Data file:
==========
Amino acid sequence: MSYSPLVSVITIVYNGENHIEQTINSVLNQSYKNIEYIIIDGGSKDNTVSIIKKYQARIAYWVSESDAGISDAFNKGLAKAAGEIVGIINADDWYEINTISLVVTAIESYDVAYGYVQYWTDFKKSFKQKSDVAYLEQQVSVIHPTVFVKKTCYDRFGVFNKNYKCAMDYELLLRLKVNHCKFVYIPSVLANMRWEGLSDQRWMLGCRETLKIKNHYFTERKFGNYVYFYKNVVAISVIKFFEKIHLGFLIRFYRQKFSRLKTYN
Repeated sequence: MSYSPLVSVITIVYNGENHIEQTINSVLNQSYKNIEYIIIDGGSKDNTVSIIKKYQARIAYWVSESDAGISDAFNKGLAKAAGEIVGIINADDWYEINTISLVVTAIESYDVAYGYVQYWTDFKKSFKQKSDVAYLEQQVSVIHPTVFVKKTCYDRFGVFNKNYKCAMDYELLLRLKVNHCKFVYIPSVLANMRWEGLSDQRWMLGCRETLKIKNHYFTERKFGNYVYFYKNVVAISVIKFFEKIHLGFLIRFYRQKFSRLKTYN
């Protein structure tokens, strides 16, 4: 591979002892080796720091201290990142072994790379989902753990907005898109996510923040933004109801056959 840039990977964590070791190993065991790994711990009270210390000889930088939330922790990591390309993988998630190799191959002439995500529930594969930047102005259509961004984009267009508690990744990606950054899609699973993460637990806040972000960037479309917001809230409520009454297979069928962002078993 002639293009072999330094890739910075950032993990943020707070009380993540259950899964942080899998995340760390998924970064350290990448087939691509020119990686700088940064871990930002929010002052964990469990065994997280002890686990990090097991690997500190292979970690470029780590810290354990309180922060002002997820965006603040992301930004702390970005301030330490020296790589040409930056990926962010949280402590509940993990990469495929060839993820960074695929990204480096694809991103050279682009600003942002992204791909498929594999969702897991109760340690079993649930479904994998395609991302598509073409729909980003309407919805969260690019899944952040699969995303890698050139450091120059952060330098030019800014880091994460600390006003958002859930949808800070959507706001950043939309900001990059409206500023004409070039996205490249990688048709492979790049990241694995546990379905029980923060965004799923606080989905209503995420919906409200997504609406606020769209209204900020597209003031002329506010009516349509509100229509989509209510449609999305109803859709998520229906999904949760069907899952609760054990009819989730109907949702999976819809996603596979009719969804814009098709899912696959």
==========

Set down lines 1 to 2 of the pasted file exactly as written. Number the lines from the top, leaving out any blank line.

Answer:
Amino acid sequence: MSYSPLVSVITIVYNGENHIEQTINSVLNQSYKNIEYIIIDGGSKDNTVSIIKKYQARIAYWVSESDAGISDAFNKGLAKAAGEIVGIINADDWYEINTISLVVTAIESYDVAYGYVQYWTDFKKSFKQKSDVAYLEQQVSVIHPTVFVKKTCYDRFGVFNKNYKCAMDYELLLRLKVNHCKFVYIPSVLANMRWEGLSDQRWMLGCRETLKIKNHYFTERKFGNYVYFYKNVVAISVIKFFEKIHLGFLIRFYRQKFSRLKTYN
Repeated sequence: MSYSPLVSVITIVYNGENHIEQTINSVLNQSYKNIEYIIIDGGSKDNTVSIIKKYQARIAYWVSESDAGISDAFNKGLAKAAGEIVGIINADDWYEINTISLVVTAIESYDVAYGYVQYWTDFKKSFKQKSDVAYLEQQVSVIHPTVFVKKTCYDRFGVFNKNYKCAMDYELLLRLKVNHCKFVYIPSVLANMRWEGLSDQRWMLGCRETLKIKNHYFTERKFGNYVYFYKNVVAISVIKFFEKIHLGFLIRFYRQKFSRLKTYN